This package consists of a Shimano 23 Stradic FM 4000, matched to a Tackle World Exclusive Shimano Sakana III 7’2’’ 5-9kg spin rod, with a spool of Cast X12 PE1.5 (20lb) braid, plus two packs of Daiwa Bait Junkie soft plastics and two packs of Daiwa Bait Junkie jig heads of your choice.

This great package deal offers the renowned and brilliant performance of one of Shimano’s best-ever spin reels and a powerful, yet affordable spin rod sporting high class componentry that will enable you to fish anywhere throughout the bay with a vast range of weights and soft lure sizes. An allrounder outfit that will sort out the bycatch quick smart, as well as any trophy snapper. Customise the package to suit your style and likely location by choosing the jig heads and softies to suit.

Now that you have seen the favoured lures for a few of Fisho’s staff revealed above, those of you with a discerning taste for quality tackle might be interested in the boys’ go-to combos shown below:

Staff Go-To Snapper Combos

Dane's Preferred Combo

Dane favours a Shimano Zodias 270H 7’ 7-14lb matched to a Twinpower FE 4000. This incredibly light and perfectly balanced combo enables him to achieve maximum casting distance whilst maintaining intimate contact with virtually any lure he chooses for the bay snapper fishery. The slick precision and impressive torque of the reel marries beautifully to the crisp action of the rod resulting in effortless battles on even the biggest of snapper.

Logan's Preferred Combo

Logan’s go-to snapper combo is a Daiwa 23 Commander Hellkat 7’2’’ 4-9kg matched to a Daiwa 24 Certate 4000-ARK. He has coupled Daiwa’s ultimate pairing to deliver uncompromised performance in even the most challenging of snapper terrain. Unmatched in both power and ergonomic control, this combo enables Logan to mix it with our biggest snapper and have plenty in reserve should oversized bycatch snatch his lure.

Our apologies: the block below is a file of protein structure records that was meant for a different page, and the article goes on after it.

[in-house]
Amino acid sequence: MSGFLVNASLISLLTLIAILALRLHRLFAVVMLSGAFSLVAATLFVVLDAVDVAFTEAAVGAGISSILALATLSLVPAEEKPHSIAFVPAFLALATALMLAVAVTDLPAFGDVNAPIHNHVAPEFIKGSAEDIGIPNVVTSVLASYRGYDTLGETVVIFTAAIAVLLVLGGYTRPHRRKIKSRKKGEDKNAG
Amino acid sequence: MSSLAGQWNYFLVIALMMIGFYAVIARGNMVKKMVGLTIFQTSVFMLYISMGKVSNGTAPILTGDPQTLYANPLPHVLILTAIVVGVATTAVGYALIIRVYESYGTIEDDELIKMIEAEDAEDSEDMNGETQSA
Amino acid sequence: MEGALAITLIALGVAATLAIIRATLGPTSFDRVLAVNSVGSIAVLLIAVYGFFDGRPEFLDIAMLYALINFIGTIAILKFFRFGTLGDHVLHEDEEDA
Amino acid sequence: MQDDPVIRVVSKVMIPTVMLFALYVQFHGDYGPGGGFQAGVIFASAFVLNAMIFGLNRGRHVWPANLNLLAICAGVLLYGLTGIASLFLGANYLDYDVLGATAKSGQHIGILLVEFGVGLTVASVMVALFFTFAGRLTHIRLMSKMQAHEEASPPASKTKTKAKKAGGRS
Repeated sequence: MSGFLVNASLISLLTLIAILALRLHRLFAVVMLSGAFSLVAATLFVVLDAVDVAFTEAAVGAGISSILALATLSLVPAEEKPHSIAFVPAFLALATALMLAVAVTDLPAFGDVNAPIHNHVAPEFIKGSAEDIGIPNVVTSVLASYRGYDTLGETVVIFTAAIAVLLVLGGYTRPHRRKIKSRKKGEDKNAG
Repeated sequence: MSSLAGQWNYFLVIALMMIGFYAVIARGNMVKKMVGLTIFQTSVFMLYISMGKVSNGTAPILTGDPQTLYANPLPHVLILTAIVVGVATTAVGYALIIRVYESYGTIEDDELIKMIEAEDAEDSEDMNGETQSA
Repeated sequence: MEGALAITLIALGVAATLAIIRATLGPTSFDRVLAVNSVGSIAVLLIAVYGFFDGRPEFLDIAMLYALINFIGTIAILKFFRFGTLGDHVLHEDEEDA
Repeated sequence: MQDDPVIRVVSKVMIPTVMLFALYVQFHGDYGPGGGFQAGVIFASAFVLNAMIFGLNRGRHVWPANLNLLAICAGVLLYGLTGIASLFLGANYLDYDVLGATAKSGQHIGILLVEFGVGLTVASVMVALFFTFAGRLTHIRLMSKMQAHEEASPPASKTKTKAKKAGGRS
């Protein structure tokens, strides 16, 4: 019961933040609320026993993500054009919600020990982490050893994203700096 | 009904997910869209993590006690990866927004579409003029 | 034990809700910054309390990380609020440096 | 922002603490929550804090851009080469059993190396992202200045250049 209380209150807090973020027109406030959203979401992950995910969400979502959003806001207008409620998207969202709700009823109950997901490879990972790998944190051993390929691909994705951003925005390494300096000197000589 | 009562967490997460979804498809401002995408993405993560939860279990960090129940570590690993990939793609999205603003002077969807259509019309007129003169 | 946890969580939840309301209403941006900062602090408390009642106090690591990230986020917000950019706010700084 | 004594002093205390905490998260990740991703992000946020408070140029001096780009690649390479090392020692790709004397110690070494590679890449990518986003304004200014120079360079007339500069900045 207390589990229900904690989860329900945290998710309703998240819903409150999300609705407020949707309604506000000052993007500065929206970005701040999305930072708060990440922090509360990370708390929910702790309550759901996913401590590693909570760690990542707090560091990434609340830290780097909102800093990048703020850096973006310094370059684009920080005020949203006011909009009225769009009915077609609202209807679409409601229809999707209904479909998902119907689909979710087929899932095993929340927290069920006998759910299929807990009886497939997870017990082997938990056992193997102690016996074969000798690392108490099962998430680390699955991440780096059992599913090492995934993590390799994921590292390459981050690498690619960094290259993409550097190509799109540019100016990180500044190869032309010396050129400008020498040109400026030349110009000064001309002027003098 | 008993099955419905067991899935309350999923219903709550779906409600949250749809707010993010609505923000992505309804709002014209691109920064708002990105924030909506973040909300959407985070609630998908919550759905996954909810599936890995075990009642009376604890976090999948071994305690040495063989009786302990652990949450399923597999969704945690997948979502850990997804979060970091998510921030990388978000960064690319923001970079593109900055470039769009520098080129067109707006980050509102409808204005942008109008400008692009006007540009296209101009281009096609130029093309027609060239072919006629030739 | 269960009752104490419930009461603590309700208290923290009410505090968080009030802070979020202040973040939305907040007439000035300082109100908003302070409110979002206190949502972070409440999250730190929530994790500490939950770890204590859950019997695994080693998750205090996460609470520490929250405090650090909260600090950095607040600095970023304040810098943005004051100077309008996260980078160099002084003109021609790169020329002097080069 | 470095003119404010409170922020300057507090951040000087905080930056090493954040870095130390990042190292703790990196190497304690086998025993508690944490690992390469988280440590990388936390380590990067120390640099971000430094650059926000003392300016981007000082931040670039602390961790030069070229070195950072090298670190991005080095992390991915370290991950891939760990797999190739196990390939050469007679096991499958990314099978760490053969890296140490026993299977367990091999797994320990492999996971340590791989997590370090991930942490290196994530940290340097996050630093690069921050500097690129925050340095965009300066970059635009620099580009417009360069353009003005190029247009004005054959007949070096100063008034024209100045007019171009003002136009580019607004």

Scotty's Preferred Combo

Scotty fishes a Daiwa 24 Certate 5000-ARK paired with a Samaki Zing Extreme V3 7’ 15-30lb. His choice, whilst somewhat relative to his physical dimensions, gives him such incredible power when hooked to his target fish that he can apply extraordinary pressure to bring the fish to the boat before the taxman takes his cut. All this, with no compromise in weight or precision, in a package that retains its light weight nature whilst delivering grunt to burn.

Let the Bigger Knobbies Swim Free

Truly large snapper, nick-named knobbies, are a real trophy fish and warrant a degree of respect. Larger breeders are very fecund and have the potential to add millions of progeny towards their species’ future. Our limits today restrict the take of such fish, yet more and more fishos are happy to return them to the water in favour of smaller models.

Knobbies can be found in big numbers offshore, and in more modest numbers throughout Hervey Bay. The biggest fish caught in the past tipped the scales at a little over 11kg (that we know of), though true 10kg+ (22lb+) fish are very rare. Old-fashioned 20 pounders (9.2kg) are only slightly more common, without being in any way common. 

For your info, a 20lb snapper is about 93cm and 33 years of age; a 10kg fish is 95cm+ and 35+ years of age. Typically, cunning old fish that didn’t get to those dimensions by being stupid. Set your own benchmark, old school or metric, and feel free to let us know when you achieve the Hervey Bay snapper holy grail.

Get Hooked on Snapper

So, with the weather really turning it on of late, the current dropping offshore and increasing numbers of snapper rolling into the bay, now is your chance to get out there and get hooked into one of our most desirable species.

Whether you’re a seasoned fisho keen to test your skills with a new technique or lure, or a complete novice looking to add snapper fishing to your skills set, we here at Fisho’s Tackle World will be more than happy to fit you out and assist you on your journey towards snappery success.